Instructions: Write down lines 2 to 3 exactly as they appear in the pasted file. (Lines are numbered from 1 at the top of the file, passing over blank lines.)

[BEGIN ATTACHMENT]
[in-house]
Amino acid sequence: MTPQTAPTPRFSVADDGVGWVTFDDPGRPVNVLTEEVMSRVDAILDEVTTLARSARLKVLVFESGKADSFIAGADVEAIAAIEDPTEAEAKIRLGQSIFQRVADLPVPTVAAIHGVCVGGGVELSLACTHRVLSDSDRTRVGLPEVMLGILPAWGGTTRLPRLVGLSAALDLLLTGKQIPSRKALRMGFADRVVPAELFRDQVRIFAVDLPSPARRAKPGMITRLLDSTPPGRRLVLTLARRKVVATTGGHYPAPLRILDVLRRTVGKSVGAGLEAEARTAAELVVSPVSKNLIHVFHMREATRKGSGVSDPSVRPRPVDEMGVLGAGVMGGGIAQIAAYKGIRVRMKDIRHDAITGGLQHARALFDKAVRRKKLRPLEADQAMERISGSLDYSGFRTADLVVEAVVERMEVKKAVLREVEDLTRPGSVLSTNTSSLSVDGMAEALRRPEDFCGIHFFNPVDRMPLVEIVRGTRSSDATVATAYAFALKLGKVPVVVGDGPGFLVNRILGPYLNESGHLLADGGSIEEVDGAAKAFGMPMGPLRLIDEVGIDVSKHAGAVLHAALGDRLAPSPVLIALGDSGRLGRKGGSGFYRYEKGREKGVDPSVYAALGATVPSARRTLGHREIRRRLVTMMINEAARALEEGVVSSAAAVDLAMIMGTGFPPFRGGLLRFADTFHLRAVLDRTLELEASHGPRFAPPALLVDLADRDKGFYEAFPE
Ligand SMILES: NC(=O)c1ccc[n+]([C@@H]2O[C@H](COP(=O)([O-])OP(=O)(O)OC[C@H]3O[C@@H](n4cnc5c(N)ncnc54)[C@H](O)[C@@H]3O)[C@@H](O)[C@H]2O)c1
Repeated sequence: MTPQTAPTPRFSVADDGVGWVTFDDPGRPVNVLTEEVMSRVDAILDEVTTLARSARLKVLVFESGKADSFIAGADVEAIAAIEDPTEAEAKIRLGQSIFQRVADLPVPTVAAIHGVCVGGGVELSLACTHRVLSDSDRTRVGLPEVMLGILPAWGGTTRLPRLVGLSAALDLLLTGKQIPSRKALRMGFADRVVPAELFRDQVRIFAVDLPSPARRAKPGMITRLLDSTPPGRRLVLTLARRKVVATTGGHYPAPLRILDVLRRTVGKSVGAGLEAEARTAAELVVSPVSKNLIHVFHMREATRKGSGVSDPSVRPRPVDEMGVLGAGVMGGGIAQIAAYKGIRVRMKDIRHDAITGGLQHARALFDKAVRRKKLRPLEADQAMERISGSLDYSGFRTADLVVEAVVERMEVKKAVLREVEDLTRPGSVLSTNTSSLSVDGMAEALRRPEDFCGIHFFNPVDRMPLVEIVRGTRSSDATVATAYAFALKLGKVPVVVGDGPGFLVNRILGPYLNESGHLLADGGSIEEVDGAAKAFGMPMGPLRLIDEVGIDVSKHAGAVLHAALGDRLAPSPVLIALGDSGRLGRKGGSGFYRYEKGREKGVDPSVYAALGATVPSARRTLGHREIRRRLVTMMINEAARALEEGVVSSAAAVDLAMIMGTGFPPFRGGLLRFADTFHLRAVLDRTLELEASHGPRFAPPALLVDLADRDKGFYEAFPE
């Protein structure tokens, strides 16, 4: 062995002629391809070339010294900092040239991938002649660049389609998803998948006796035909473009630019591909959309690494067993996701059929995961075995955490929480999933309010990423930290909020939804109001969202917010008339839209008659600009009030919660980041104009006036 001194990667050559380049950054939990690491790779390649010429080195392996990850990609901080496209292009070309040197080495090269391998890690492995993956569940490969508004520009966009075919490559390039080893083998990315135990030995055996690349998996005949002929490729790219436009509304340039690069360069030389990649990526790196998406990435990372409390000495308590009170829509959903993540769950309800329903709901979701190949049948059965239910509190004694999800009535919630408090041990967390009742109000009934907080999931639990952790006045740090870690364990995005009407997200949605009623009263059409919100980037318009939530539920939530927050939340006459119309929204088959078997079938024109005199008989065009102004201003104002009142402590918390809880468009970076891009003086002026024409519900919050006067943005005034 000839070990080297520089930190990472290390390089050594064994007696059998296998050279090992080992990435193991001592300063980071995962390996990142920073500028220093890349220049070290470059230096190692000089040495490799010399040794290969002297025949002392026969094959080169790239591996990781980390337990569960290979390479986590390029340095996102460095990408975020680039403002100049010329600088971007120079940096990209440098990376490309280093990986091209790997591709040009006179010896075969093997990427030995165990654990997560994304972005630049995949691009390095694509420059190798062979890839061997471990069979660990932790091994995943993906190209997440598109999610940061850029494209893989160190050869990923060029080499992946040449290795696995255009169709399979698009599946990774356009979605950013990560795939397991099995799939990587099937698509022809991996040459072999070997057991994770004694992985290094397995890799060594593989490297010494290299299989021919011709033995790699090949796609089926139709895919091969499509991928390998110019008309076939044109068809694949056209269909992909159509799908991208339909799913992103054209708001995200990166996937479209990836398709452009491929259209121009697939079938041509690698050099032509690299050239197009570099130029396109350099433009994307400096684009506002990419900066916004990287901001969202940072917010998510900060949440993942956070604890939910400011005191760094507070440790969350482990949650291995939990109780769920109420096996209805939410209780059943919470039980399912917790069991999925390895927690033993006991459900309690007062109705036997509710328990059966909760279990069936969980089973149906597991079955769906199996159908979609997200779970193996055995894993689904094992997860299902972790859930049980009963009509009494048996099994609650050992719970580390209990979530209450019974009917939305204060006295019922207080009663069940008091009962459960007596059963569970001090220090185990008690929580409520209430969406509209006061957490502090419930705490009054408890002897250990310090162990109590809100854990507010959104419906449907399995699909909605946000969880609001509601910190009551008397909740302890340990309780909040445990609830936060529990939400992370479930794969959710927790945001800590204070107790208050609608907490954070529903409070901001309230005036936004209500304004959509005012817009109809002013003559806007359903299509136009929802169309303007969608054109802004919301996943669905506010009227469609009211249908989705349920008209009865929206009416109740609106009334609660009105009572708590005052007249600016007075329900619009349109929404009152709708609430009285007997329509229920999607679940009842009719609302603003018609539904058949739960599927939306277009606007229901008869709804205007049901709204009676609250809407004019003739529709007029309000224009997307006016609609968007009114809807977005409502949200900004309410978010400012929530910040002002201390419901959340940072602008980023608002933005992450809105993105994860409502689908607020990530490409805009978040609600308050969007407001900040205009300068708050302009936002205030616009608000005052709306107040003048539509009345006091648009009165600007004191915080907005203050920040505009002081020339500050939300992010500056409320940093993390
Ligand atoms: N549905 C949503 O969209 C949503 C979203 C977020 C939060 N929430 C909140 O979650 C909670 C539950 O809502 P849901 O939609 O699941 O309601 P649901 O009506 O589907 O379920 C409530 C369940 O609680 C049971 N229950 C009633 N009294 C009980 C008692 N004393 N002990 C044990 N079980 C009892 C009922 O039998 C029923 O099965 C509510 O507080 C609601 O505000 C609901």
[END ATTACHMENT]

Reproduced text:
Amino acid sequence: MTPQTAPTPRFSVADDGVGWVTFDDPGRPVNVLTEEVMSRVDAILDEVTTLARSARLKVLVFESGKADSFIAGADVEAIAAIEDPTEAEAKIRLGQSIFQRVADLPVPTVAAIHGVCVGGGVELSLACTHRVLSDSDRTRVGLPEVMLGILPAWGGTTRLPRLVGLSAALDLLLTGKQIPSRKALRMGFADRVVPAELFRDQVRIFAVDLPSPARRAKPGMITRLLDSTPPGRRLVLTLARRKVVATTGGHYPAPLRILDVLRRTVGKSVGAGLEAEARTAAELVVSPVSKNLIHVFHMREATRKGSGVSDPSVRPRPVDEMGVLGAGVMGGGIAQIAAYKGIRVRMKDIRHDAITGGLQHARALFDKAVRRKKLRPLEADQAMERISGSLDYSGFRTADLVVEAVVERMEVKKAVLREVEDLTRPGSVLSTNTSSLSVDGMAEALRRPEDFCGIHFFNPVDRMPLVEIVRGTRSSDATVATAYAFALKLGKVPVVVGDGPGFLVNRILGPYLNESGHLLADGGSIEEVDGAAKAFGMPMGPLRLIDEVGIDVSKHAGAVLHAALGDRLAPSPVLIALGDSGRLGRKGGSGFYRYEKGREKGVDPSVYAALGATVPSARRTLGHREIRRRLVTMMINEAARALEEGVVSSAAAVDLAMIMGTGFPPFRGGLLRFADTFHLRAVLDRTLELEASHGPRFAPPALLVDLADRDKGFYEAFPE
Ligand SMILES: NC(=O)c1ccc[n+]([C@@H]2O[C@H](COP(=O)([O-])OP(=O)(O)OC[C@H]3O[C@@H](n4cnc5c(N)ncnc54)[C@H](O)[C@@H]3O)[C@@H](O)[C@H]2O)c1